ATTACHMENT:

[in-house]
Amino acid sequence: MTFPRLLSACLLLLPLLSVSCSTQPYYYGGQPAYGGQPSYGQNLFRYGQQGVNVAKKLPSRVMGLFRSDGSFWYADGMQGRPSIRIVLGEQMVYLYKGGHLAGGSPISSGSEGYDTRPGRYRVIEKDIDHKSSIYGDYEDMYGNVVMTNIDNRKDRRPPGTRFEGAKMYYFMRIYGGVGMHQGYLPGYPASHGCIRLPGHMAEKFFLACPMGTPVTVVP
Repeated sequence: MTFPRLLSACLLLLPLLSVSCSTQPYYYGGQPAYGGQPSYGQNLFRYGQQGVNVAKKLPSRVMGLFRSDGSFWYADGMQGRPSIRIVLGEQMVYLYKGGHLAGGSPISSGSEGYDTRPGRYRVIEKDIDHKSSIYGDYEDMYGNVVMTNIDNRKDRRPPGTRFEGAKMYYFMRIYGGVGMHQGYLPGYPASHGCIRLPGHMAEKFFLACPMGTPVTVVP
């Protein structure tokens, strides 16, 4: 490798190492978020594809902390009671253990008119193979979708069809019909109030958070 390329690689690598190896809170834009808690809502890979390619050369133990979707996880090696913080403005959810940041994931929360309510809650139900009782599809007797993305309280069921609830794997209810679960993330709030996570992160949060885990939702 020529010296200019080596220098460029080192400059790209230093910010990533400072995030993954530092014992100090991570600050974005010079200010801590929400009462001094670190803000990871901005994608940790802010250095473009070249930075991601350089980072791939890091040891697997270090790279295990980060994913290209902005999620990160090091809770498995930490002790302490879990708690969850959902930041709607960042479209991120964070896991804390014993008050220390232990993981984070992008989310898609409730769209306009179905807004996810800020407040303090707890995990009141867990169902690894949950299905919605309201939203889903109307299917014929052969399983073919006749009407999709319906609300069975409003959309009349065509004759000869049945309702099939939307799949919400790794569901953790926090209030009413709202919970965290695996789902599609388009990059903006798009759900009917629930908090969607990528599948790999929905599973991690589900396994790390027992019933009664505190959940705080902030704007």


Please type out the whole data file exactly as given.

[in-house]
Amino acid sequence: MTFPRLLSACLLLLPLLSVSCSTQPYYYGGQPAYGGQPSYGQNLFRYGQQGVNVAKKLPSRVMGLFRSDGSFWYADGMQGRPSIRIVLGEQMVYLYKGGHLAGGSPISSGSEGYDTRPGRYRVIEKDIDHKSSIYGDYEDMYGNVVMTNIDNRKDRRPPGTRFEGAKMYYFMRIYGGVGMHQGYLPGYPASHGCIRLPGHMAEKFFLACPMGTPVTVVP
Repeated sequence: MTFPRLLSACLLLLPLLSVSCSTQPYYYGGQPAYGGQPSYGQNLFRYGQQGVNVAKKLPSRVMGLFRSDGSFWYADGMQGRPSIRIVLGEQMVYLYKGGHLAGGSPISSGSEGYDTRPGRYRVIEKDIDHKSSIYGDYEDMYGNVVMTNIDNRKDRRPPGTRFEGAKMYYFMRIYGGVGMHQGYLPGYPASHGCIRLPGHMAEKFFLACPMGTPVTVVP
């Protein structure tokens, strides 16, 4: 490798190492978020594809902390009671253990008119193979979708069809019909109030958070 390329690689690598190896809170834009808690809502890979390619050369133990979707996880090696913080403005959810940041994931929360309510809650139900009782599809007797993305309280069921609830794997209810679960993330709030996570992160949060885990939702 020529010296200019080596220098460029080192400059790209230093910010990533400072995030993954530092014992100090991570600050974005010079200010801590929400009462001094670190803000990871901005994608940790802010250095473009070249930075991601350089980072791939890091040891697997270090790279295990980060994913290209902005999620990160090091809770498995930490002790302490879990708690969850959902930041709607960042479209991120964070896991804390014993008050220390232990993981984070992008989310898609409730769209306009179905807004996810800020407040303090707890995990009141867990169902690894949950299905919605309201939203889903109307299917014929052969399983073919006749009407999709319906609300069975409003959309009349065509004759000869049945309702099939939307799949919400790794569901953790926090209030009413709202919970965290695996789902599609388009990059903006798009759900009917629930908090969607990528599948790999929905599973991690589900396994790390027992019933009664505190959940705080902030704007």